News
22 Feb 2012

Panel urges better links between state, schools and business

The UK educational system is not equipping today’s youngsters with the right skills to prepare them for their working lives, a round table discussion has concluded

 

 Led by ICAEW and Centre for Cities, the discussion, part of the Budget 2012: Prioritising Skills for Growth held on 22 February considered what role business should play in education and training. It recommended a change in approach geared towards supporting life-long learning, earlier careers advice and better links between the state, educational establishments and employers, which are all key to ensuring a highly skilled and motivated workforce.

Research from Centre for Cities, Learning Curve: Schooling and Skills for Future Jobs, shows that between 2007 and 2010 almost 50% of pupils based in UK cities left the education system without A* to C grades in Maths and English. The proportion is higher in struggling cities.

This has implications not just for young people but for the cities’ economies since their local businesses don’t have access to the pool of skills they need.

“What we need is an active and intelligent government that has the ability to nudge the system in the right direction,” said Gordon Marsden MP, the shadow minister for business, innovation and skills and a guest speaker. “To have a highly-skilled workforce, we need government to foster an environment that encourages business growth and the development of people’s skills, which go hand in hand.”

He criticised the speed with which the government abolished regional development agencies in 2011 and with them the links that had been created over many years between further education and the business community. Local enterprise partnerships had not been given adequate tools to take up where the RDAs had left off, he added.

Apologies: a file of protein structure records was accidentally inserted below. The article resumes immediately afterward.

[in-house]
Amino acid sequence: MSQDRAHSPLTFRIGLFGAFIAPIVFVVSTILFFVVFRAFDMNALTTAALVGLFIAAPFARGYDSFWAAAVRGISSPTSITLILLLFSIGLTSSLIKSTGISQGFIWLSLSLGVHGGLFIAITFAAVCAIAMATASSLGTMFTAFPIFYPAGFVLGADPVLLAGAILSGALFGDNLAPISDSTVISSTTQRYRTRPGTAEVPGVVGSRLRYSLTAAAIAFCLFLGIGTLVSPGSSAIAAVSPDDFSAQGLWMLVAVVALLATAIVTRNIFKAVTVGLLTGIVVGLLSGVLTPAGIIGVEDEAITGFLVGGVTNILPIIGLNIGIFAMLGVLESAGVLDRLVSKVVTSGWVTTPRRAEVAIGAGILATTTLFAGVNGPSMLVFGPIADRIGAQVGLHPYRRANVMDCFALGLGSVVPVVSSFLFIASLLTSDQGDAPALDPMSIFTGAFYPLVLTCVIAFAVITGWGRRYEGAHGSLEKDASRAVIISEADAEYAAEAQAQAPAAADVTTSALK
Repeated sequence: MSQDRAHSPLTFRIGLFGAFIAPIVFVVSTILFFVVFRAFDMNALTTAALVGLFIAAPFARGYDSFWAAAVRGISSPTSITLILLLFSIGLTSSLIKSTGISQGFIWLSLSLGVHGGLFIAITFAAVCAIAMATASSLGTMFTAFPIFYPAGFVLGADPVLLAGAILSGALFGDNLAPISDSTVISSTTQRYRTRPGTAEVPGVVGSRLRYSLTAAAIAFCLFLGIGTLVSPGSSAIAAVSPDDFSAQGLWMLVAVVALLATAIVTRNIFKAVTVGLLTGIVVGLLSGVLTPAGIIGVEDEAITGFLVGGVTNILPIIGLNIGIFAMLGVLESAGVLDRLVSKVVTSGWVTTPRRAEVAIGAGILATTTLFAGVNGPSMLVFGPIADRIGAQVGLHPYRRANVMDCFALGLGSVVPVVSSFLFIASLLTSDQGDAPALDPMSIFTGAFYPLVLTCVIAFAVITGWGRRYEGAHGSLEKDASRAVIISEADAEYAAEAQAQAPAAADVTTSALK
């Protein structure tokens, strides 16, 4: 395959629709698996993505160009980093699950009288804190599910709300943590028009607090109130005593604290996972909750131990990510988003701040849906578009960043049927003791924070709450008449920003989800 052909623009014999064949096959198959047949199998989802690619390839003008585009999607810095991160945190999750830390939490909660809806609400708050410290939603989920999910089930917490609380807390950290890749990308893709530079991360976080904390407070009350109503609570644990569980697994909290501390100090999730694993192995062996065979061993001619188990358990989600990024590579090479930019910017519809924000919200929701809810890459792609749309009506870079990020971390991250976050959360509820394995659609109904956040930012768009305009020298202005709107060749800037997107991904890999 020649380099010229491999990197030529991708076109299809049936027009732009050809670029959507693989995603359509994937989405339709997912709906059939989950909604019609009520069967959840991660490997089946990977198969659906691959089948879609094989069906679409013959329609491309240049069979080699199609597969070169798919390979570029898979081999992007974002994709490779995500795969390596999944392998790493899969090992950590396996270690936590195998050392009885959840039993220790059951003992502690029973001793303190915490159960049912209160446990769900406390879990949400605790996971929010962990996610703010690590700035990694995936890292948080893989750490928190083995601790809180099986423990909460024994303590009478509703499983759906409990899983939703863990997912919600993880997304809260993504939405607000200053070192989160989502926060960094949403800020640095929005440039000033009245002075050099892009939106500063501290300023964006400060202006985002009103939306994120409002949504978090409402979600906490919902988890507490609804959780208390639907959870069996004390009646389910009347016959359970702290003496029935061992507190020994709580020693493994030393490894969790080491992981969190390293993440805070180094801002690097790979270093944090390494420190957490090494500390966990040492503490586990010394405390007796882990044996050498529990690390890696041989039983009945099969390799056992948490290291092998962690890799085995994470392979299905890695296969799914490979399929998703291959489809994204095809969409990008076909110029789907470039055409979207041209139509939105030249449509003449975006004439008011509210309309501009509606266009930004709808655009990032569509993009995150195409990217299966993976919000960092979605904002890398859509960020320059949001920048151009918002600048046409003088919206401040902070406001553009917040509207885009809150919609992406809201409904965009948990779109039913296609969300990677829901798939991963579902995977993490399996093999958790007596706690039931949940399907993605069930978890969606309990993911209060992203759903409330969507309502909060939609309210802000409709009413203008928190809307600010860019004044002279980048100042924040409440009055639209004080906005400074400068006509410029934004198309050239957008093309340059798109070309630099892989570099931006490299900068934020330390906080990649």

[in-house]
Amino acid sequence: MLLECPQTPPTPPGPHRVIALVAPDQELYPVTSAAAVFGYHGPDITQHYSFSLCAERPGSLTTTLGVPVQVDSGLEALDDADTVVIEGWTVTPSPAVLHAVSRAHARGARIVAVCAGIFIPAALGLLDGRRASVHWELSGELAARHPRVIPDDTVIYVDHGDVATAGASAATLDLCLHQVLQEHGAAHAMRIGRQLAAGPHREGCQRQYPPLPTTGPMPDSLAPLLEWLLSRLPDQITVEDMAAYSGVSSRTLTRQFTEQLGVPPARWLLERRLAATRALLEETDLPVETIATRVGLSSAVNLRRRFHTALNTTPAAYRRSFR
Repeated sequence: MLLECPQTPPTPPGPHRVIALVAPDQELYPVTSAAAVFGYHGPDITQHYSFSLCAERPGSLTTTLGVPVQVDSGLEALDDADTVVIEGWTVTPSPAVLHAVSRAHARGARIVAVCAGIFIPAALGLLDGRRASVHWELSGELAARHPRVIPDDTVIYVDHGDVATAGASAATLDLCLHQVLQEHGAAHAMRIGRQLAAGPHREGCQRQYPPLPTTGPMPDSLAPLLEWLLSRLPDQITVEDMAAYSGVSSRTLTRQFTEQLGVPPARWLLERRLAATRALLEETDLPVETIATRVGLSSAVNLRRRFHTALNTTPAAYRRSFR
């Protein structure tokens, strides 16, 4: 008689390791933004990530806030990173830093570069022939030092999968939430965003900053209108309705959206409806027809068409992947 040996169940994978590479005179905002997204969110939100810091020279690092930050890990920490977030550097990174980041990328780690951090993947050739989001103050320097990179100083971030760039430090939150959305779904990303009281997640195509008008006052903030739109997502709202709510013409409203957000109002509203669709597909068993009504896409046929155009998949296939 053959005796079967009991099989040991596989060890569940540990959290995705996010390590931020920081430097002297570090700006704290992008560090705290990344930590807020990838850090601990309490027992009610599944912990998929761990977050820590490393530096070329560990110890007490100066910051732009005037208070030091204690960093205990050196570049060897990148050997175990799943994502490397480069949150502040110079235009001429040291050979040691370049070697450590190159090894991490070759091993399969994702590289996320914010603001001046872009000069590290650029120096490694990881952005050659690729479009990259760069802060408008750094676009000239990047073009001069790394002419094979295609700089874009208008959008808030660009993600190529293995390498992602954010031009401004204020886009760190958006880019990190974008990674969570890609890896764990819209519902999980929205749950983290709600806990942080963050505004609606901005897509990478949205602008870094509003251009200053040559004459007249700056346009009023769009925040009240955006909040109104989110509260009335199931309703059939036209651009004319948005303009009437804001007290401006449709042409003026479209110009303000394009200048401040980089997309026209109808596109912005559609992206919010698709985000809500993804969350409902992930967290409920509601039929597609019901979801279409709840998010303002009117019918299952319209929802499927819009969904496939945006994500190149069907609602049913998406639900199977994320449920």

Marsden welcomed the increasing emphasis on encouraging apprenticeships and urged small and medium-sized businesses to go down the route.

Apprenticeships do have their controversial side, however. Some people saw them being pushed to the fore at the expense of graduates, because businesses can take teenagers at an earlier age and mould them to requirements. All agreed that it was important to ensure that access to education and training should remain open for all and that people in their 20s or older should not be charged fees for retraining.

And they welcomed business’ increasing interest in getting involved in the educational process. As Mark Protherough, ICAEW’s learning and professional development executive director, pointed out: “The nation’s future depends on our willingness today to create a new educational partnership, one that raises academic expectations of all children and provides them with the skills, tools and resources needed to help them compete successfully.

“If the UK is not just to compete but also to succeed in the global environment, we must incentivise and support our schools and students with the skills that drive our economy.”

For copies of the research, visit centreforcities.org/learningcurve

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